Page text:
Rage unites a long-divided Israel Peaceful co-existence with any Palestinian is a lost cause for now

March 06, 1996|By Doug Struck | Doug Struck,SUN FOREIGN STAFF

JERUSALEM -- Israel is usually a divided society, for 29 years torn over the question of what to do about Palestinians.

No longer.

The unprecedented succession of bombings that killed 60 people in nine days has brought a rare unanimity of public opinion.

Attack them. Crush them. Kill the extremists and lock the others out, Israelis say.

The anger is palpable in conversations in Jerusalem and Tel Aviv. There are no more moderates. No peaceniks. The idea of living in accommodation with Palestinians has been swept away with the broken glass from the bomb blasts.

"We shouldn't let them in here at all," said Gideon Tsalamero, 40, a bus driver in Jerusalem. "We want peace. We gave them territory. Now let them stay in their territory. I don't want to go to see them and I don't want to see them here."

"The best thing to do is go over and frighten them until they stay there [in the West Bank and Gaza Strip]," said Zim Ruth, waiting in a Tel Aviv hospital as casualties arrived Monday. "I'm for peace, but they should all be treated as a group of terrorists."

"Israel will have to do something with the army. The Israeli people can't take this any longer," said Avraham Rosenboum, 51, surveying the shattered windows of his appliance store after the bomb in Tel Aviv. "The Arabs know only one language -- force."

Tempers will cool and debate eventually will resume over the wisdom of a hard-line policy.

The peace process, now clearly in critical condition, may even survive if the blows being planned by Israel give some satisfaction here but keep Yasser Arafat's leadership intact -- a difficult balance.

But for today, there are vengeful cheers in Israel for whatever steps Prime Minister Shimon Peres may take against the Palestinians -- the tougher the better.

"This is a war, and we have to reply with war. This is the only way they know," said Efi Geva, whose daughter was injured in Monday's Tel Aviv blast. "I was for peace. I have Arabs working for me. But now I'm changing my mind." "We should go into the Palestinian areas and search for terrorist cells," said bank manager Amihi Baruch, as he looked over documents in his shattered bank spattered with blood from Monday's bomb.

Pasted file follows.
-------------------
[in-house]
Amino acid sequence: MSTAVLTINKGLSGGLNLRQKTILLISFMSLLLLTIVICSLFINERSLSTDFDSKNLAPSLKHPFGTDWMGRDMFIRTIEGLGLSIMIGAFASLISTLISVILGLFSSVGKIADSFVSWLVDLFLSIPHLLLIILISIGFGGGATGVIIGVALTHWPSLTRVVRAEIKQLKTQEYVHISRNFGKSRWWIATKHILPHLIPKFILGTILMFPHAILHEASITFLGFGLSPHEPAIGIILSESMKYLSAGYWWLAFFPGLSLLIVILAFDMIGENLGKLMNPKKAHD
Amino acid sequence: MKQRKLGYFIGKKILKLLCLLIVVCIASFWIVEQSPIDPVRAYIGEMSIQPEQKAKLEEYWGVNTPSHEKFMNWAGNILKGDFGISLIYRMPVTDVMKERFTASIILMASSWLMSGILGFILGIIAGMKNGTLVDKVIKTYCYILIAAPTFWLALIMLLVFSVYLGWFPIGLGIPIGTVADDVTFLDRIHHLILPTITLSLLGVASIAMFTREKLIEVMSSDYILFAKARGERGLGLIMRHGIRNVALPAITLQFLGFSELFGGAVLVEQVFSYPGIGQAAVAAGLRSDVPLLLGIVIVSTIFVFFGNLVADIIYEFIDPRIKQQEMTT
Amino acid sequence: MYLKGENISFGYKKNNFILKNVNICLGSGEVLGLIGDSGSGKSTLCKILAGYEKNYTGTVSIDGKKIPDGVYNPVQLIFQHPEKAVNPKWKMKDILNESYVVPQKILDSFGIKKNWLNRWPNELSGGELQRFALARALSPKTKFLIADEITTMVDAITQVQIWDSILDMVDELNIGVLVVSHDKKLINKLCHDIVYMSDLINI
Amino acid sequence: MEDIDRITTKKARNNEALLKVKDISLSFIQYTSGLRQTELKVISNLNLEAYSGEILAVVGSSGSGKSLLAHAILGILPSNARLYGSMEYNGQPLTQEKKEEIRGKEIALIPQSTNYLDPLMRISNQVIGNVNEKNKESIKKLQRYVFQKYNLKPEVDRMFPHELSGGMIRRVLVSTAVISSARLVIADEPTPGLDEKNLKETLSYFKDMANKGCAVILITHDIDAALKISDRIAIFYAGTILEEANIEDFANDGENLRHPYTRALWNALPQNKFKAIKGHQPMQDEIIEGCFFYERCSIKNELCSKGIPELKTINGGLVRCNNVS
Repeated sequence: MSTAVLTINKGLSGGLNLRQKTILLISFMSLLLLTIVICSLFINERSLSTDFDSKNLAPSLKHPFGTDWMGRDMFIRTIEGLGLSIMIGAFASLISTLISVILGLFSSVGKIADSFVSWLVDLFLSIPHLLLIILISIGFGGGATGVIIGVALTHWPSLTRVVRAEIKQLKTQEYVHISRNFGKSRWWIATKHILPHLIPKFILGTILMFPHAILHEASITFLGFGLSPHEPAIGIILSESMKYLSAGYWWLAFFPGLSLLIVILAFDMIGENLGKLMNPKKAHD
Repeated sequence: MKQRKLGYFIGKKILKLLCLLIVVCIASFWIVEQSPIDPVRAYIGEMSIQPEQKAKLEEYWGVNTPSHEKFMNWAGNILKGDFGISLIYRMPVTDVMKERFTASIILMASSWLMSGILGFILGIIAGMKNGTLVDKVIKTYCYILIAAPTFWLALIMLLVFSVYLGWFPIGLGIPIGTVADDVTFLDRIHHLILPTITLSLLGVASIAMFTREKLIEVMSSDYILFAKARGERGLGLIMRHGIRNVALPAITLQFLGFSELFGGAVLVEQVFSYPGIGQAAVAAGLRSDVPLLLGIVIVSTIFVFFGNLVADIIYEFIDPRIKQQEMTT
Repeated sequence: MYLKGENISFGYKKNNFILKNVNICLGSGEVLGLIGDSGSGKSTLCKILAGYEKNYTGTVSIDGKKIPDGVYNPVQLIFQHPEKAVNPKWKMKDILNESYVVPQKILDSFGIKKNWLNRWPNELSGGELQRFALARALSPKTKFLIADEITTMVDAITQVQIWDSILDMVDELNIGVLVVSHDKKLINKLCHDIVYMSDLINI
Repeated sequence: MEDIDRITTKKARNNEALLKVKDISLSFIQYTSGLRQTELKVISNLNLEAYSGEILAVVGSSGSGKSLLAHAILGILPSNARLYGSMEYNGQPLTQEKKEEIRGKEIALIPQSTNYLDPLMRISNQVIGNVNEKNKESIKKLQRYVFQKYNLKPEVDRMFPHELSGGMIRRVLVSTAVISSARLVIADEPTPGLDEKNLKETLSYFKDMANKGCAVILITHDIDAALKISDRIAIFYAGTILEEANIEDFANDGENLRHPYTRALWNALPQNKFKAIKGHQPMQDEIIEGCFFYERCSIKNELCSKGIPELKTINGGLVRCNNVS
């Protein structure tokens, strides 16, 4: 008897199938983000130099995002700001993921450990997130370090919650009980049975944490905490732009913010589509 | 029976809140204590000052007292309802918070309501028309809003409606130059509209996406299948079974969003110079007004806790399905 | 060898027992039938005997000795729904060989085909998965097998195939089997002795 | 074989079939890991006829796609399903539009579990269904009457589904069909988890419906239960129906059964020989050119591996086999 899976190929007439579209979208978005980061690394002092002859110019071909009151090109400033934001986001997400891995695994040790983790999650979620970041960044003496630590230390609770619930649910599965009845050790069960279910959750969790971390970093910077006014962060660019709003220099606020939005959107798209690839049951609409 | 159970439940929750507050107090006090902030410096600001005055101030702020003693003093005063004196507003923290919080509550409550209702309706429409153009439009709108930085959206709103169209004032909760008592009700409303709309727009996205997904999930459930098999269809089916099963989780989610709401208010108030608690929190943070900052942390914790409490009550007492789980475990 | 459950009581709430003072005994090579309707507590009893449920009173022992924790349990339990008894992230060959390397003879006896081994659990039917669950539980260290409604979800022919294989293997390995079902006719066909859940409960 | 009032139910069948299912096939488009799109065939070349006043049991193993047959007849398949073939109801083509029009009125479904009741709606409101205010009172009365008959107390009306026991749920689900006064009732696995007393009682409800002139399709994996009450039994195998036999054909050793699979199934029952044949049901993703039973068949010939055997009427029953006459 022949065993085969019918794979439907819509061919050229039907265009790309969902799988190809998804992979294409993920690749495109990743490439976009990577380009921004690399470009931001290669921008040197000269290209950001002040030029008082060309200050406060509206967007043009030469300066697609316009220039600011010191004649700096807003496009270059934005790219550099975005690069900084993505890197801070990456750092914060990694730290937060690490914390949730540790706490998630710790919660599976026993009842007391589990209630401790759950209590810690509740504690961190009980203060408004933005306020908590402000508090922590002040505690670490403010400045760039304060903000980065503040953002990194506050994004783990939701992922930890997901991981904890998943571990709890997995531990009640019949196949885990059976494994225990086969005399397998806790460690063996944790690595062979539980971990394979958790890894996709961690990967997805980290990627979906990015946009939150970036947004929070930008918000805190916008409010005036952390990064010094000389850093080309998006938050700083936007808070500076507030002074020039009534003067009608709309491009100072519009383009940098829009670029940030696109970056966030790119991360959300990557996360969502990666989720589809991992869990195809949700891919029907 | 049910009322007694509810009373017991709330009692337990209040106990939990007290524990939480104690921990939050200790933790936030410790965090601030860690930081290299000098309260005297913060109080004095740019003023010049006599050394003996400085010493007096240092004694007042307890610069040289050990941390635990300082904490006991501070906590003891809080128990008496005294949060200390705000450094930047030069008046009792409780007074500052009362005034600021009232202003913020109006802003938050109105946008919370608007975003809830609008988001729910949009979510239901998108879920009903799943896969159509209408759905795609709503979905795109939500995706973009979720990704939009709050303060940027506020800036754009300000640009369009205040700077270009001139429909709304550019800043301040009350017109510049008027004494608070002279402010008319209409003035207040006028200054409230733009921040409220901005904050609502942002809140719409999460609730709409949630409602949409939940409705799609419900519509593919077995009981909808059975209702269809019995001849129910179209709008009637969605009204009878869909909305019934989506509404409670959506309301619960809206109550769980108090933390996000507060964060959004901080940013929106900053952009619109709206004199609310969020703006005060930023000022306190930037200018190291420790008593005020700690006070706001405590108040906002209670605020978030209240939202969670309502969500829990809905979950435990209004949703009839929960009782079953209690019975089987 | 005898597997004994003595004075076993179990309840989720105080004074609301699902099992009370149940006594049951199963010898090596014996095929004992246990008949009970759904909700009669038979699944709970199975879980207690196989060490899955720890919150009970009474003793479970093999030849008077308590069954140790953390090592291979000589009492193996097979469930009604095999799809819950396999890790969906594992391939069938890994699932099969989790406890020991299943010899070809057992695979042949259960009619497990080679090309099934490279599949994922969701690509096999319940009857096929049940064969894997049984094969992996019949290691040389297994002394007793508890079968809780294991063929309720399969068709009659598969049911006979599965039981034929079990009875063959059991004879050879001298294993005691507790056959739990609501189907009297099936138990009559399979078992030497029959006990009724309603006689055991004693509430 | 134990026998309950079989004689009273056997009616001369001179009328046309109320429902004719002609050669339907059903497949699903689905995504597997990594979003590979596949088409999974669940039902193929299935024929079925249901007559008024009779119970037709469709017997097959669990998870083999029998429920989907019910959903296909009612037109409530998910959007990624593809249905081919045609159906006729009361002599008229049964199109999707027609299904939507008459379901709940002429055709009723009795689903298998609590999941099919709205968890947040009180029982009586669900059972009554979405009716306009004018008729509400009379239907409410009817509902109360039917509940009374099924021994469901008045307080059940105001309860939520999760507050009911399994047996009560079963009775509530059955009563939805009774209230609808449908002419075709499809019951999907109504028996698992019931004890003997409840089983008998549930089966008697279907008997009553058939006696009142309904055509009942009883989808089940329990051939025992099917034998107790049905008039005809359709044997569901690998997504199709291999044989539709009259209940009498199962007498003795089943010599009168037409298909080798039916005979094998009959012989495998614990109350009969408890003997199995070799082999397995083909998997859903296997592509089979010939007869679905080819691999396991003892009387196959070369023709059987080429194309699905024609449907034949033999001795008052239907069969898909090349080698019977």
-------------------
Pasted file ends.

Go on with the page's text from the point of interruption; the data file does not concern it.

"Instead of the government spending its resources for defense, we must turn it the opposite way. We should go on the offense. To make peace, you don't have to put your hands up."

"Israel will have to go back inside the territories, Gaza and other places," said pharmacist Joseph Shor, 75. "It looks very grim."

With so many bombs in such a small country, many of the victims really are family. It is as if four terrorist bombs exploded in Maryland, about the same size and population as Israel.

"We are all close here. It hurts us," said Yora Batat, 60, riding bus route No. 18 in Jerusalem the day after it was hit by the second bomb in two weeks. She was carrying a memorial candle to light at the site of Sunday's blast.

"The Arabs can just not come in," she said. "Overall separation -- Jews alone, and Arabs alone. We don't need to have them here."

"It should be like Jordan -- nobody can come in without a pass," agreed Shlomo Szkai, 59, sitting in an opposite seat. He was going on the bus to pay condolence calls to the families of two soldiers killed in the Feb. 25 blast. In another seat on the bus, Ahuva Fhima, 27, clutched a briefcase. "I have a gun with me. I'm not afraid to use it," she said, as though in explanation for riding the ill-fated bus route.

"The solution is we have to attack the places the terrorists come from. I'm not thinking to depend on Yasser Arafat to do the job," she said.

In Israel today, there are virtually no public reservations about whatever action Israel takes: no talk about whether collective punishment is moral, or about taking care not to hurt the wrong people, or about whether it is unjust to strike back at 2 million Palestinians.

The radio talk shows are filled with shrill voices. Hand-written signs calling for punishment of the Arabs are posted along streets and left undisturbed.

At the makeshift memorial of candles on the sidewalk near Sunday's bus bombing in Jerusalem, a small crowd boiled over into arguments about how to hit back at the Palestinians. Black-hatted ultra-orthodox men began to shout "Death to the Arabs." No one objected.

"A romantic peace is good for a kindergarten of naive people' concluded Israeli author Sami Michael, writing in the newspaper Yediot Ahronot. "We need an armored peace with a fixed border, with passports, with visas.

"Maybe in 20 years we will begin to wave at each other over the armed border, and begin to think then -- and only then -- about commerce and tourism and even hugs," he wrote. "Today, hugging is dangerous, because the hug may be a bomb."

Pub Date: 3/06/96

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